Organic Production/Organic Food: Information Access Tools
June 2007. Reviewed October 2021
What is Organic Production?
What are organic production systems and practices?
Where are the best organic production research and information sources?
How can I find organic production people and organizations?
Where can I explore educational and career opportunities?
Who will fund my organic farming or food research project?
Where can I find organic-related conferences and workshops?
USDA Definition and Regulations:
The Organic Foods Production Act (OFPA), enacted under Title 21 of the 1990 Farm Bill, served to establish uniform national standards for the production and handling of foods labeled as “organic.” The Act authorized a new USDA National Organic Program (NOP) to set national standards for the production, handling, and processing of organically grown agricultural products. In addition, the Program oversees mandatory certification of organic production. The Act also established the National Organic Standards Board (NOSB) which advises the Secretary of Agriculture in setting the standards upon which the NOP is based. Producers who meet standards set by the NOP may label their products as “USDA Certified Organic.”
- USDA National Organic Standards Board (NOSB) definition, April 1995
- “Organic agriculture is an ecological production management system that promotes and enhances biodiversity, biological cycles and soil biological activity. It is based on minimal use of off-farm inputs and on management practices that restore, maintain and enhance ecological harmony.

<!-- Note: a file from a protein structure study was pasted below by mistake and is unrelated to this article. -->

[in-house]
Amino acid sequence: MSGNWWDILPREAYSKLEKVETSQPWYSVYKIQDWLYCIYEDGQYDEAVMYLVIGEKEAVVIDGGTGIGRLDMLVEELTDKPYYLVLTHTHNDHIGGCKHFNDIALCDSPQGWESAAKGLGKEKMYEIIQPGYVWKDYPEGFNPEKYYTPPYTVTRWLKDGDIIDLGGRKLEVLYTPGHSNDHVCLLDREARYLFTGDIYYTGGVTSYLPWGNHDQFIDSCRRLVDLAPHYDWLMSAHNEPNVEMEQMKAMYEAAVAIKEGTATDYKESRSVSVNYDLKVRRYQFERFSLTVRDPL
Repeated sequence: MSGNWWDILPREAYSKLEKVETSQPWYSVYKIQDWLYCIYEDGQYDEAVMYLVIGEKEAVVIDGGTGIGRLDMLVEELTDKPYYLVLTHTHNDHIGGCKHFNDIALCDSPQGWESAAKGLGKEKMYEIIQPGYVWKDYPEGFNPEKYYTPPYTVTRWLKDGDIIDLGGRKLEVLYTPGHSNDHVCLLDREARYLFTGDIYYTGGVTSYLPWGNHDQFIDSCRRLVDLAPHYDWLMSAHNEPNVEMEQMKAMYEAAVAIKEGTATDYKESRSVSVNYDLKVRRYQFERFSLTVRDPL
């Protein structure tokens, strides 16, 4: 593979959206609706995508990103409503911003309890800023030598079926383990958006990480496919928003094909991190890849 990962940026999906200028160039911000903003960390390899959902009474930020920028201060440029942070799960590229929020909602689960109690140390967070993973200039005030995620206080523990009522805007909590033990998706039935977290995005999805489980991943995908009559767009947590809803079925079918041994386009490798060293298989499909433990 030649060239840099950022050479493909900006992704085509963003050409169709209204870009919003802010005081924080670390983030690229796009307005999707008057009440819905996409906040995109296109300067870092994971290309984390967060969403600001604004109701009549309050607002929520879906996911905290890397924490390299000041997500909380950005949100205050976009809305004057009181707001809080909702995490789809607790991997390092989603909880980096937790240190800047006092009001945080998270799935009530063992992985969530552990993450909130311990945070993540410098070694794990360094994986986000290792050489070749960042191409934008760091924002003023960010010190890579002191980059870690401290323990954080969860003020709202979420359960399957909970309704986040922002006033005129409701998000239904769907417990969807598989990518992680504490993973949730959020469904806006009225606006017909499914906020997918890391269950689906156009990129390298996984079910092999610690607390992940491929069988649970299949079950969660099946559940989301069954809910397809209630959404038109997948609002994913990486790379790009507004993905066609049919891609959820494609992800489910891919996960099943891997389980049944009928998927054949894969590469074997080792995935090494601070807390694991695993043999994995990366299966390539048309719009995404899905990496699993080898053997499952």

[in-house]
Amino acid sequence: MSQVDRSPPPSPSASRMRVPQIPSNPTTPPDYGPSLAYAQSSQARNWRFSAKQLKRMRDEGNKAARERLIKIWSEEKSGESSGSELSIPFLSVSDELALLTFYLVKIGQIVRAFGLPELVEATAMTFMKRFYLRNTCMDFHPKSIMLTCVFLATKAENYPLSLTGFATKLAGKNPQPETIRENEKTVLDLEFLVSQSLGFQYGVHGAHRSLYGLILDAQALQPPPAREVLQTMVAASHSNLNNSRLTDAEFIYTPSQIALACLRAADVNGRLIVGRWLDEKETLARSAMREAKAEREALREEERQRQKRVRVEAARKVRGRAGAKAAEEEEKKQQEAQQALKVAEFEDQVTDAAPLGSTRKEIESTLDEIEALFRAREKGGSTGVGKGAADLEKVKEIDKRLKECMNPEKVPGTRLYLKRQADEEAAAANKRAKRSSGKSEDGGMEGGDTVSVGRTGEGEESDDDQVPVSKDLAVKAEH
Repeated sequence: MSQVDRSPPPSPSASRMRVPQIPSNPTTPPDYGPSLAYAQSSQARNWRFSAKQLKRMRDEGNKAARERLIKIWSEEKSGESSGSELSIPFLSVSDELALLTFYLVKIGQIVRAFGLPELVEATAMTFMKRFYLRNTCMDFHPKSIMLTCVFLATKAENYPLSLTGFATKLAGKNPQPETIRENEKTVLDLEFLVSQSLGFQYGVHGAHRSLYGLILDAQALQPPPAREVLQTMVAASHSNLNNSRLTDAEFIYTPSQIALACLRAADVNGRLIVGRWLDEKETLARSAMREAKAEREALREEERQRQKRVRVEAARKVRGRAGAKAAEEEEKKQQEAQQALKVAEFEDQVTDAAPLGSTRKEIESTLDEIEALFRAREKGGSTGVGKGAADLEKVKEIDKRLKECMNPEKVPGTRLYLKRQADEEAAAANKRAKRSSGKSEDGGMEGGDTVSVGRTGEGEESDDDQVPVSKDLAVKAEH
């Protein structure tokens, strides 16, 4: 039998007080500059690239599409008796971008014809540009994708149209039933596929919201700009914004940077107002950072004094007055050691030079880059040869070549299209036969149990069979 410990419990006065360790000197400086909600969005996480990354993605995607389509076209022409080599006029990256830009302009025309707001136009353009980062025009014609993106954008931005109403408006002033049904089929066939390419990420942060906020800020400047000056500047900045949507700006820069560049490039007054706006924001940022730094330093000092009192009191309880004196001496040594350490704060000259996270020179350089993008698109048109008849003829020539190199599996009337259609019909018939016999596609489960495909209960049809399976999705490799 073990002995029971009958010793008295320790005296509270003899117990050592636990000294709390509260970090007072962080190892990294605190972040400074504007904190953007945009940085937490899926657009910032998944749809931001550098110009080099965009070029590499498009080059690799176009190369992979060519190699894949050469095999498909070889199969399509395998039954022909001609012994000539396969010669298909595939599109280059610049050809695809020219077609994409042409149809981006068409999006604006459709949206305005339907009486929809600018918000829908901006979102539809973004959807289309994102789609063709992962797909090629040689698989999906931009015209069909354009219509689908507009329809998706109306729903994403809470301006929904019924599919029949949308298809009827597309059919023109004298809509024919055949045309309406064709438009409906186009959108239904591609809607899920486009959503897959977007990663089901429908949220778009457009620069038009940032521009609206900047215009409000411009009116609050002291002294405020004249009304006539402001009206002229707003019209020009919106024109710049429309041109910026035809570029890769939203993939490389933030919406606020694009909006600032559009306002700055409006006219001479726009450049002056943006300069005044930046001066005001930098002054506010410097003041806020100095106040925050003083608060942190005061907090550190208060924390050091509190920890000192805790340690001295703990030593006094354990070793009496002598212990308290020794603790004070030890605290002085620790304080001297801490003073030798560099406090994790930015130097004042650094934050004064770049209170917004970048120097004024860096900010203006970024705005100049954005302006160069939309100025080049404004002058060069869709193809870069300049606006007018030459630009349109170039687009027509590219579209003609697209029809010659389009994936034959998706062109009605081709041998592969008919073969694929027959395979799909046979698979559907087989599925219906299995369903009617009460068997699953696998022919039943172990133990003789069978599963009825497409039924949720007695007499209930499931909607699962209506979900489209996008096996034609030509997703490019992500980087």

- “‘Organic’ is a labeling term that denotes products produced under the authority of the Organic Foods Production Act. The principal guidelines for organic production are to use materials and practices that enhance the ecological balance of natural systems and that integrate the parts of the farming system into an ecological whole.
- “Organic agriculture practices cannot ensure that products are completely free of residues; however, methods are used to minimize pollution from air, soil and water.
- “Organic food handlers, processors and retailers adhere to standards that maintain the integrity of organic agricultural products. The primary goal of organic agriculture is to optimize the health and productivity of interdependent communities of soil life, plants, animals and people.”
- CFR Regulatory Text, 7 CFR Part 205, Subpart A — Definitions. § 205.2 Terms defined “Organic production. A production system that is managed in accordance with the Act and regulations in this part to respond to site-specific conditions by integrating cultural, biological, and mechanical practices that foster cycling of resources, promote ecological balance, and conserve biodiversity.” USDA National Organic Program.